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. Last Updated: 07/27/2016

Beware of Prepayment Trap

It is increasingly common for businesses in search of office space to pay preleasing rates of a year or more. But given Russia's hyperinflationary environment and the instability of the ruble, it would be wise to consider the potential taxation treatment of such lump-sum fees and the surprising consequences that can result.

Before setting pen to paper, landlords and tenants alike should consider the prepayment issue carefully, especially when both are Russian tax-registered and at least one of the parties is a foreign legal entity.

Most Russian-based taxpayers rely on "cash-basis" accounting as a way of negotiating the country's high inflation. This allows income or expenses to be recognized on a company's books at the time of cash receipt in rubles or, if in hard currency, using the ruble equivalent at the Central Bank exchange rate on that date.

But for prepayments -- rent or otherwise -- Russian accounting rules require a cash-basis landlord or tenant to recognize the advance rental fees on a pro rata, or "accruals" basis, factoring in the income or expenses over the life of the lease.

Ordinarily this deferred recognition of income or expenses can prove favorable to both the landlord and the tenant. This can be particularly important for commercial representative offices, as there is no provision in Russian law allowing for the carrying forward of losses.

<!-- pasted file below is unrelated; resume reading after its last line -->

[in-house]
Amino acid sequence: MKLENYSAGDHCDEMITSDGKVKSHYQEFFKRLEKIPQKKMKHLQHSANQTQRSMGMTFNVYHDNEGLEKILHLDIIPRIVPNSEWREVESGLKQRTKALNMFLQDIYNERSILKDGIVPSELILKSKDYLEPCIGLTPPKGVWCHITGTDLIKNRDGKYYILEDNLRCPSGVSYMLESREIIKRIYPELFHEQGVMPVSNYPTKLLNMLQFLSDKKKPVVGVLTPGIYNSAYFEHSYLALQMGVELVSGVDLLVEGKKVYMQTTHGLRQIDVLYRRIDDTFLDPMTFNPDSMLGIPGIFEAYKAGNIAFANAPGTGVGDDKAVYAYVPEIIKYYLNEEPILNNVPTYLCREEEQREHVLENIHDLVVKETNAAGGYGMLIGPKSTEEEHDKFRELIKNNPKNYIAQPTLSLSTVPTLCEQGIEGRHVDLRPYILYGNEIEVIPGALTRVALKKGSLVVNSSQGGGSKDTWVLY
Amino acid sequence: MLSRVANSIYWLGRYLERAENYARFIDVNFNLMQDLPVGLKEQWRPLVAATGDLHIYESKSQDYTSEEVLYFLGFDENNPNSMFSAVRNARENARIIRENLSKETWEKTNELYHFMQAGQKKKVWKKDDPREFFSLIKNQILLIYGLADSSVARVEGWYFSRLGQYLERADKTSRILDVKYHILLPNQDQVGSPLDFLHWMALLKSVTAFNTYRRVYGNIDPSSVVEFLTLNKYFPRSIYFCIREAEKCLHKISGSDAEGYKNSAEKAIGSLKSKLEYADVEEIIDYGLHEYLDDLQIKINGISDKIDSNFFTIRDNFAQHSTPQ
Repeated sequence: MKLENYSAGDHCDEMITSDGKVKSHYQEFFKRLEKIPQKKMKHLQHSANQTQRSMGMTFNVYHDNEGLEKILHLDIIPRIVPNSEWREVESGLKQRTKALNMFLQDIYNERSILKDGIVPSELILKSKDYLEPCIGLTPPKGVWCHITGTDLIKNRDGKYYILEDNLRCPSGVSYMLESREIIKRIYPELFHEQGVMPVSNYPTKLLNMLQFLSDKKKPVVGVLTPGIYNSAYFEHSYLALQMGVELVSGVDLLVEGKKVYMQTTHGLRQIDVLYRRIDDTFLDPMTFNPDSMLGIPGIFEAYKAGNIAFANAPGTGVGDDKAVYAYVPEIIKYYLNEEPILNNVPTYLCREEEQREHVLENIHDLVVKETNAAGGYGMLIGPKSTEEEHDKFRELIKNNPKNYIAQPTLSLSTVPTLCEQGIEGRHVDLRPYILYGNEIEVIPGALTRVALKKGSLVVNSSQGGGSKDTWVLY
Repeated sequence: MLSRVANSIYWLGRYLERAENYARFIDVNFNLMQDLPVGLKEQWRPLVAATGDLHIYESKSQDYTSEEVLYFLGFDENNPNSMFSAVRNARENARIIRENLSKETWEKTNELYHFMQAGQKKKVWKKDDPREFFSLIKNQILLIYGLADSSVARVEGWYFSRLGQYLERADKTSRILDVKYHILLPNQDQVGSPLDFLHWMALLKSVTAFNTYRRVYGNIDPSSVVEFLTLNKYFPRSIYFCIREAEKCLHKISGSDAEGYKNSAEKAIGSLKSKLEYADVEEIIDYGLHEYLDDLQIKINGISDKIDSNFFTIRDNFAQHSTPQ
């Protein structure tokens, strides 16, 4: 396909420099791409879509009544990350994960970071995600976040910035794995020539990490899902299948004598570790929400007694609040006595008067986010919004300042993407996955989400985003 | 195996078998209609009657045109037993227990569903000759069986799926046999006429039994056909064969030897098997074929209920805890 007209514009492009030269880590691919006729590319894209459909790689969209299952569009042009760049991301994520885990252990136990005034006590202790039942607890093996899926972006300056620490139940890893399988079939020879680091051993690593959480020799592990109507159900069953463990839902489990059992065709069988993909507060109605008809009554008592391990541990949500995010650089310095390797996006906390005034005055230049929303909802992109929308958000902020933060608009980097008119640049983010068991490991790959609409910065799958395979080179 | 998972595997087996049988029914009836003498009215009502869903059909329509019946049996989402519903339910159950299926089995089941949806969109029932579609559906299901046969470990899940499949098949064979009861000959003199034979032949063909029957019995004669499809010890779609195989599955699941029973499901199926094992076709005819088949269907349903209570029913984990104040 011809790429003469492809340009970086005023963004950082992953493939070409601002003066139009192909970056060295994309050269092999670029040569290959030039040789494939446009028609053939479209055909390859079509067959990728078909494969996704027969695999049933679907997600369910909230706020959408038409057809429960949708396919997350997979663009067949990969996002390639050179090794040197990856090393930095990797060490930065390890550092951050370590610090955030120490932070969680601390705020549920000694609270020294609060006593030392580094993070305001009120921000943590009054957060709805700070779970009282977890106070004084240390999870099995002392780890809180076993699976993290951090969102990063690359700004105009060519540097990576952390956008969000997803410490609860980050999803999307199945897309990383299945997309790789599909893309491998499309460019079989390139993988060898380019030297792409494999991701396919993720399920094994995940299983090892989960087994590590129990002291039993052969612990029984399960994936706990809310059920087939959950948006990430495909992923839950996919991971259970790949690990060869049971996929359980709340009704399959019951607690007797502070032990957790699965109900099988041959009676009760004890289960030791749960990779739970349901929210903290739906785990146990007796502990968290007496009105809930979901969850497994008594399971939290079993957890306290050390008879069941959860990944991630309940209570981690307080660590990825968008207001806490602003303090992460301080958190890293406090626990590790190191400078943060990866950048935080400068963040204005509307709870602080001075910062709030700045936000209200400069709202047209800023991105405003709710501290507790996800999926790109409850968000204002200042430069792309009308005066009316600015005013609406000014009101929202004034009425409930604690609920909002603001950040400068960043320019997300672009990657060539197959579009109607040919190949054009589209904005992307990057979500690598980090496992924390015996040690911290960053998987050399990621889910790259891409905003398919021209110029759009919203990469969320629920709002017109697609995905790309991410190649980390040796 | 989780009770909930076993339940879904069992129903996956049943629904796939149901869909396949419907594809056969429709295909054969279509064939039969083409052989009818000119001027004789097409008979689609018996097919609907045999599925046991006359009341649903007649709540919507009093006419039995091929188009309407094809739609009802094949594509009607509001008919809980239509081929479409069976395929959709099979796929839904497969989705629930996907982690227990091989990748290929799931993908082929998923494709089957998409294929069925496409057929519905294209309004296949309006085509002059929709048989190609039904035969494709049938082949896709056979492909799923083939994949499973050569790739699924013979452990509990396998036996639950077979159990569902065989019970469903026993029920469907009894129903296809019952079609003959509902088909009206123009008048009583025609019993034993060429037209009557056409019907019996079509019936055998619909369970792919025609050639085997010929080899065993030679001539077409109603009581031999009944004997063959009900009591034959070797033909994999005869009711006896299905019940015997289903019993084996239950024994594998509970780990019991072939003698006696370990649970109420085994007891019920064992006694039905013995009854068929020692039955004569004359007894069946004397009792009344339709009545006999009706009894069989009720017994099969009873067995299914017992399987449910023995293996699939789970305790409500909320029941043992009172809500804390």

On the currency devaluation front, prepaying rent in rubles or hard currency is economically important as well. In a declining ruble environment where the advance rent is paid in hard currency, a landlord may benefit. This is because the hard-currency prepayment will be booked as deferred revenue in the landlord's accounts and valued in rubles at the date of prepayment.

These advance rentals will then be recognized for tax purposes as they accrue over the period of a lease, when the value of the ruble-denominated prepayment is less in hard-currency terms. Thus, the deferred hard-currency payments are not indexed to their current ruble value when recognized for tax purposes, and the landlord recognizes less rental income for taxation purposes than if the income were fully recognized on actual receipt.

For the tenant, however, prepayments are generally not good.Not only can the money not be put to other uses, but also rents prepaid in hard currency at a time when the ruble is declining must be booked at the historic rate on actual payment. Similarly, a tenant cannot revalue the deferred hard-currency rents into rubles using the higher ruble exchange rate, which is likely to be in effect at the time of future payments.

Additionally, since rent payments are not indexed against ruble devaluation, the tenant effectively receives devalued taxation benefits on the lease payment in hard-currency terms.

Tenants should keep in mind that the devalued tax benefit of the deferred rentals is the same whether prepayments are made in hard currency or rubles. Therefore, although the currency of payment is less of an issue, it is in the tenant's interest to keep the term of rental prepayments as short as possible.

One further consideration for tenants is that prepayments are treated as assets included in the property tax base and will be subject to a property tax of up to 2 percent in most of Russia, 1.5 percent in Moscow. Where the prepaid rent is substantial, this cost also can be substantial.

Effectively, the Russian real estate rental market is a seller's market. With the benefit of advance receipt and the use of the funds, as well as the ability to recognize less taxable income than if taxed on receipt, the cards are at least for the present time clearly stacked in the landlord's favor.

Scott Antel and Vladimir Abramov work in Arthur Andersen's tax and legal department.